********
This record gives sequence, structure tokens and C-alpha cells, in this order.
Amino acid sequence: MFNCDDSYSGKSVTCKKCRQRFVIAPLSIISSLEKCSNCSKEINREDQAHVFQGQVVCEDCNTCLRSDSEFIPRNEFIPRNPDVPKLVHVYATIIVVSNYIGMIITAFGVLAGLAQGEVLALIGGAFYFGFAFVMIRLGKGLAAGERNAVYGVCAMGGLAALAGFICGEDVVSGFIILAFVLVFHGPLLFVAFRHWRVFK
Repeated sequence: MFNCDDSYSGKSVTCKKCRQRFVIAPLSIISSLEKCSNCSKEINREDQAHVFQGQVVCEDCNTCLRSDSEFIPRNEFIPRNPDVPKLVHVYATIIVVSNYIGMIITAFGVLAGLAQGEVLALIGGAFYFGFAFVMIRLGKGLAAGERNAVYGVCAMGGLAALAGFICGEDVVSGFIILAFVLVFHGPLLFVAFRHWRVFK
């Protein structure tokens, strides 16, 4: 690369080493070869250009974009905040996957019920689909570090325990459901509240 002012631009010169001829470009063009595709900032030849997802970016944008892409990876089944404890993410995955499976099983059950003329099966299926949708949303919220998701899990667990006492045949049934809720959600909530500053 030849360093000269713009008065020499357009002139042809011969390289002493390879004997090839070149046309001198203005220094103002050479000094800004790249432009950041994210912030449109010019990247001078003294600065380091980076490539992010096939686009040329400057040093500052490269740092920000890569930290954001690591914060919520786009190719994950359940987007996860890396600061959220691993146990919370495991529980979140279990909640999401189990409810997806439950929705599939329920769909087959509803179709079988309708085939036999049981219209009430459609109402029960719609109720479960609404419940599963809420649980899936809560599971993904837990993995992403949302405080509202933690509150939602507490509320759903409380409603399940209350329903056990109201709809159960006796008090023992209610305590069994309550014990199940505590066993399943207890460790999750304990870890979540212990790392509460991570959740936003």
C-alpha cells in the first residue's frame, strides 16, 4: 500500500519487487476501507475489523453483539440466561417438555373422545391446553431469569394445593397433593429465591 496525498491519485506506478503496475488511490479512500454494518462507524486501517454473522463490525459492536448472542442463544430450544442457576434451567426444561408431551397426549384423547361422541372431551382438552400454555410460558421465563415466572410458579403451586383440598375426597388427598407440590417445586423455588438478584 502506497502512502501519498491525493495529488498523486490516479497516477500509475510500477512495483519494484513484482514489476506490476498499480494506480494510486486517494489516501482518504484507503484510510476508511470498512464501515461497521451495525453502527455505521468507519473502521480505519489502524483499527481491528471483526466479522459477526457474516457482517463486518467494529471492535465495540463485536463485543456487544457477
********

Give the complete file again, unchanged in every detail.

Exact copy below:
This record gives sequence, structure tokens and C-alpha cells, in this order.
Amino acid sequence: MFNCDDSYSGKSVTCKKCRQRFVIAPLSIISSLEKCSNCSKEINREDQAHVFQGQVVCEDCNTCLRSDSEFIPRNEFIPRNPDVPKLVHVYATIIVVSNYIGMIITAFGVLAGLAQGEVLALIGGAFYFGFAFVMIRLGKGLAAGERNAVYGVCAMGGLAALAGFICGEDVVSGFIILAFVLVFHGPLLFVAFRHWRVFK
Repeated sequence: MFNCDDSYSGKSVTCKKCRQRFVIAPLSIISSLEKCSNCSKEINREDQAHVFQGQVVCEDCNTCLRSDSEFIPRNEFIPRNPDVPKLVHVYATIIVVSNYIGMIITAFGVLAGLAQGEVLALIGGAFYFGFAFVMIRLGKGLAAGERNAVYGVCAMGGLAALAGFICGEDVVSGFIILAFVLVFHGPLLFVAFRHWRVFK
């Protein structure tokens, strides 16, 4: 690369080493070869250009974009905040996957019920689909570090325990459901509240 002012631009010169001829470009063009595709900032030849997802970016944008892409990876089944404890993410995955499976099983059950003329099966299926949708949303919220998701899990667990006492045949049934809720959600909530500053 030849360093000269713009008065020499357009002139042809011969390289002493390879004997090839070149046309001198203005220094103002050479000094800004790249432009950041994210912030449109010019990247001078003294600065380091980076490539992010096939686009040329400057040093500052490269740092920000890569930290954001690591914060919520786009190719994950359940987007996860890396600061959220691993146990919370495991529980979140279990909640999401189990409810997806439950929705599939329920769909087959509803179709079988309708085939036999049981219209009430459609109402029960719609109720479960609404419940599963809420649980899936809560599971993904837990993995992403949302405080509202933690509150939602507490509320759903409380409603399940209350329903056990109201709809159960006796008090023992209610305590069994309550014990199940505590066993399943207890460790999750304990870890979540212990790392509460991570959740936003």
C-alpha cells in the first residue's frame, strides 16, 4: 500500500519487487476501507475489523453483539440466561417438555373422545391446553431469569394445593397433593429465591 496525498491519485506506478503496475488511490479512500454494518462507524486501517454473522463490525459492536448472542442463544430450544442457576434451567426444561408431551397426549384423547361422541372431551382438552400454555410460558421465563415466572410458579403451586383440598375426597388427598407440590417445586423455588438478584 502506497502512502501519498491525493495529488498523486490516479497516477500509475510500477512495483519494484513484482514489476506490476498499480494506480494510486486517494489516501482518504484507503484510510476508511470498512464501515461497521451495525453502527455505521468507519473502521480505519489502524483499527481491528471483526466479522459477526457474516457482517463486518467494529471492535465495540463485536463485543456487544457477